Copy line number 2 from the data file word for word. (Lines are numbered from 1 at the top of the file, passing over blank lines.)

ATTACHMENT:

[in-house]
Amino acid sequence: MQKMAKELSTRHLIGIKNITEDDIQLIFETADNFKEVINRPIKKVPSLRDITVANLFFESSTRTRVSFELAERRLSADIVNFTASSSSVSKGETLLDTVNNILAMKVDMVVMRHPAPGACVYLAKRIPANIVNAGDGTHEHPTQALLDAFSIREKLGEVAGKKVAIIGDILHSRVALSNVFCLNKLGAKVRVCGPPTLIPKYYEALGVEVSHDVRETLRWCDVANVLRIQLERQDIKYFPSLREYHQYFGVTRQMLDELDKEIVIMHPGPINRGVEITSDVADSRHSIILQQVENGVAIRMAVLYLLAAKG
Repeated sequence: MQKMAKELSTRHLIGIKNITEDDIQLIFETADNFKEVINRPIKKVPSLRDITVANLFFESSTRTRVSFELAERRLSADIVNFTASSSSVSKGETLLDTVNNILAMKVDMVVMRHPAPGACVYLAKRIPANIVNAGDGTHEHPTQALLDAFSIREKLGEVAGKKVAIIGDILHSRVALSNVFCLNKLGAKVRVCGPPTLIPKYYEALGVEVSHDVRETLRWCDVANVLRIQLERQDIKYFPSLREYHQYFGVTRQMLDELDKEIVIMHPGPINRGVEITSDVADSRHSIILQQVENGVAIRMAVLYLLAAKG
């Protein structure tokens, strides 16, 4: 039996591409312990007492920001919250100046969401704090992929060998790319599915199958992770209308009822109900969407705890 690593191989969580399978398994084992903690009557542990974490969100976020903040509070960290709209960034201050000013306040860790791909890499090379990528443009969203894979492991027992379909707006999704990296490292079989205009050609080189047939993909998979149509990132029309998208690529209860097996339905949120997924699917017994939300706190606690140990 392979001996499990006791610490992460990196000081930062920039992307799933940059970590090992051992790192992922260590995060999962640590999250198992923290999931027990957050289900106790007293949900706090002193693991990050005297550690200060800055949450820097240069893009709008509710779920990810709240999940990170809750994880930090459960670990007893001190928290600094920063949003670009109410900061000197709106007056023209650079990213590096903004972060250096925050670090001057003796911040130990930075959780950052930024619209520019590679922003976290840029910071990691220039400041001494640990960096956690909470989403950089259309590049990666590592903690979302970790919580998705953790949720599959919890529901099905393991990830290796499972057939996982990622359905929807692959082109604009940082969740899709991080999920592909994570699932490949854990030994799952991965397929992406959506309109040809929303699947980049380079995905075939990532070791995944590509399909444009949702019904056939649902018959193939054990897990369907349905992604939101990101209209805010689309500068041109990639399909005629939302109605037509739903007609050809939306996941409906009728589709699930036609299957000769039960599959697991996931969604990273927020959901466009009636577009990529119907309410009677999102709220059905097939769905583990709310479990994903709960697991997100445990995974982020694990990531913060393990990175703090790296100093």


Amino acid sequence: MQKMAKELSTRHLIGIKNITEDDIQLIFETADNFKEVINRPIKKVPSLRDITVANLFFESSTRTRVSFELAERRLSADIVNFTASSSSVSKGETLLDTVNNILAMKVDMVVMRHPAPGACVYLAKRIPANIVNAGDGTHEHPTQALLDAFSIREKLGEVAGKKVAIIGDILHSRVALSNVFCLNKLGAKVRVCGPPTLIPKYYEALGVEVSHDVRETLRWCDVANVLRIQLERQDIKYFPSLREYHQYFGVTRQMLDELDKEIVIMHPGPINRGVEITSDVADSRHSIILQQVENGVAIRMAVLYLLAAKG